The Animators by Kayla Rae Whitaker

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Originally published in: 2017

What’s it about: The story of two friends, partners in art and life, creating animated works that bring them a sort of fame while also forcing them to confront difficult truths and traumas in their lives that other people would like to leave in the past.

What made me pick it up: I needed an audiobook to listen to and this one was available, has gotten a lot of good press, and has a cover that makes me want to read it.

My favorite things: Whitaker treats characters suffering addictions almost without judgment in a way that is refreshingly humane. She takes the time to develop every character’s layers and the complexity of their relationships.

Who it’s great for:  Readers looking for complex relationships between characters or an exploration of identity.

Abby’s rating: four-shells


Find this in your local library or on Amazon (affiliate link).


 

Lean In by Sheryl Sandberg and Nell Scovell

lean in

Originally published in: 2013

What it’s about: COO of Facebook Sheryl Sandberg considers her own experiences and gives advice for women on investing fully in career and life. You can also read Erica’s review of Sandberg’s later book Option B.

What made me pick it up: I’ve been meaning to check it out for a while and the audiobook was available to check out.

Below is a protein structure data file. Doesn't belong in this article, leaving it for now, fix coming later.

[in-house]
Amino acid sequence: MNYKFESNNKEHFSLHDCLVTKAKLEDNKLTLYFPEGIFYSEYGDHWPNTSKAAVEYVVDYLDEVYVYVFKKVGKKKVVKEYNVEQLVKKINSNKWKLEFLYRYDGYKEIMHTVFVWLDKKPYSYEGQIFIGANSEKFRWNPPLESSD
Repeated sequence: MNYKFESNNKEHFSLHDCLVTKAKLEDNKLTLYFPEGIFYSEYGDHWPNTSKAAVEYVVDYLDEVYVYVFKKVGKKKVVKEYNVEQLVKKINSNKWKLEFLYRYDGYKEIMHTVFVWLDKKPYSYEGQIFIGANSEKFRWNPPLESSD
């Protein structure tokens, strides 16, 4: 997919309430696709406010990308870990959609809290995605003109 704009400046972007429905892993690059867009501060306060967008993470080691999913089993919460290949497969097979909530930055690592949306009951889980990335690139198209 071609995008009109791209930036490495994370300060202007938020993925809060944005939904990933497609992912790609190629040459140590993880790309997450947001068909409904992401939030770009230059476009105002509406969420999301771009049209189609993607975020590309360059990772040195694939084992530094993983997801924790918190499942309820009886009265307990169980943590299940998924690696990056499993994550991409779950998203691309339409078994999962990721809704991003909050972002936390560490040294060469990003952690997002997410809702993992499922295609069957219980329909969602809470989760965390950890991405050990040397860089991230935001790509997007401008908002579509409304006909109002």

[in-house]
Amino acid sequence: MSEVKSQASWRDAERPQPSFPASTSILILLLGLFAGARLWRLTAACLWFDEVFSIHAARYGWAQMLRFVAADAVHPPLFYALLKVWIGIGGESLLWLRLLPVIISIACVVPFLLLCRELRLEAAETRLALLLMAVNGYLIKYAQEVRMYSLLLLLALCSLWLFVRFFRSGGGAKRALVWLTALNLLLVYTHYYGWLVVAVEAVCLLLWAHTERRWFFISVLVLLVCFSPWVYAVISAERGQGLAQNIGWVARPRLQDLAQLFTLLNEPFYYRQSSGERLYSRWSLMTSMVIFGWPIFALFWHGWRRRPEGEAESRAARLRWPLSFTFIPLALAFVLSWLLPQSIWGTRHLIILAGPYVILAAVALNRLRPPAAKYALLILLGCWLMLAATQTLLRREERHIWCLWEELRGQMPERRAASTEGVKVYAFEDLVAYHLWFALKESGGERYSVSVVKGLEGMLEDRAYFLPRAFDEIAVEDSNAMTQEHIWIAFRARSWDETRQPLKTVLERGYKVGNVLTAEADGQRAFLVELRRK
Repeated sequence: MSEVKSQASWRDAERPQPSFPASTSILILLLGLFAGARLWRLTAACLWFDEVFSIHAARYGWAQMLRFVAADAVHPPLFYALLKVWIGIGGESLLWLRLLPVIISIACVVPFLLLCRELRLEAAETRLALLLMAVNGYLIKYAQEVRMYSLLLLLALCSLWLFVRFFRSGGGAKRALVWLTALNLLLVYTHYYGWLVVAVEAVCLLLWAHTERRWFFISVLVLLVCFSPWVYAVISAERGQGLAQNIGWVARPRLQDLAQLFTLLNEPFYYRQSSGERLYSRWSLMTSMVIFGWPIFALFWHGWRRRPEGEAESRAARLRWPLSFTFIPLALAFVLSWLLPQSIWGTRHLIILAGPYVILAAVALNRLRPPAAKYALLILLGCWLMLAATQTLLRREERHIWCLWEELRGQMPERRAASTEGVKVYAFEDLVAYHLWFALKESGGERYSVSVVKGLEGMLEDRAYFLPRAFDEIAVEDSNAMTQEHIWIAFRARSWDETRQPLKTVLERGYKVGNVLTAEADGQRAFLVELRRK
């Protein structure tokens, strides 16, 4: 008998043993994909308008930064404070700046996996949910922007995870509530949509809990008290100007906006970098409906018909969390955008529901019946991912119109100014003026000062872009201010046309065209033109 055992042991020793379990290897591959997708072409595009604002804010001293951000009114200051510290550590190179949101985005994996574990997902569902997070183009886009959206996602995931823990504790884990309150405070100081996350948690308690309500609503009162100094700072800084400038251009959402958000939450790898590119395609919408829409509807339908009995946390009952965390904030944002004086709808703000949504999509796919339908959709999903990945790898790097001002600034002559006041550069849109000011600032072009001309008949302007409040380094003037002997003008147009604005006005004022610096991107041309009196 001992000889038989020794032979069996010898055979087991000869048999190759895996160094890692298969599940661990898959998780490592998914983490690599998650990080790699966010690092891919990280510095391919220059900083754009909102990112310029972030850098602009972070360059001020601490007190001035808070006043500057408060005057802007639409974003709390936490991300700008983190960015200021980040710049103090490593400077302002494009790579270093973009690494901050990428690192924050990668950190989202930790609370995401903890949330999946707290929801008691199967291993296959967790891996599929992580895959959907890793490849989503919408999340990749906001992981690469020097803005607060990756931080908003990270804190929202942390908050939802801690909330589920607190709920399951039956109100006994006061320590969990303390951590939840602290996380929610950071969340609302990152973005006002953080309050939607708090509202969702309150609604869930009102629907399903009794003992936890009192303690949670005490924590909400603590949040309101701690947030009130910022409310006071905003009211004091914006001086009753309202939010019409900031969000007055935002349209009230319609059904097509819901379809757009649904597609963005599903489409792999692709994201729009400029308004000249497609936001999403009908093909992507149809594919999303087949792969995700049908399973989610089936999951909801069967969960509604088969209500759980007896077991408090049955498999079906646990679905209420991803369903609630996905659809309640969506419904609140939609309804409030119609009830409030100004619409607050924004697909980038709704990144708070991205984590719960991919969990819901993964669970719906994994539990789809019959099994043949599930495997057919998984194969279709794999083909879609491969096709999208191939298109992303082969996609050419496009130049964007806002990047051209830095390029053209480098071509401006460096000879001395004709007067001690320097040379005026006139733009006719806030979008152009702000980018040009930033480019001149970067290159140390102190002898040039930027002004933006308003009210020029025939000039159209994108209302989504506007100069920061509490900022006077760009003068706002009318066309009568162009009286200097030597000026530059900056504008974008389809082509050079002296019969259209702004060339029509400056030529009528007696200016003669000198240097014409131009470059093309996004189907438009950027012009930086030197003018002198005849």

My favorite things: Some will argue that this is geared only toward certain women, but Sandberg does a great job of identifying her own privileges and trying to adapt her advice to women who may not have the same opportunities. She also encourages women to fully commit to whatever decisions they make even if they aren’t the same ones she would make.

Who it’s great for: Women looking for advice on career and life or insight into one woman’s rise to the top. Readers who enjoyed Sandberg’s later book, Option B.

Abby’s rating: three-shells


Find this book at Amazon or in your local library.


 

Women in Science by Rachel Ignotofsky

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Originally published in: 2016

What it’s about: Notable female scientists throughout history.

What made me pick it up: I think I saw it on Twitter. It was about women scientists and I placed a hold immediately because I immensely enjoyed Lab Girl and Headstrong. 

My favorite things: This book is like a good mixed drink: smooth, flavorful, and designed to be sipped slowly. I only read a few pages a day so I could savor the unique illustrations and layouts as well as the mostly new-to-me knowledge of these amazing scientists. The message is empowering for girls of any age and the colors are fabulous. It’d make a great gift for any young devotee of STEM in your life.

Who it’s great for: Those interested in women’s contributions to science. Readers of all ages. Fans of great illustrations. Graphic novel readers who want a nonfiction book. Girls, girls, girls.

Erica’s rating: four-and-a-half-shells


Pick up copies of the books mentioned above at Amazon using our affiliate links: Lab Girl; Headstrong; Women in Science or look for them in your local library.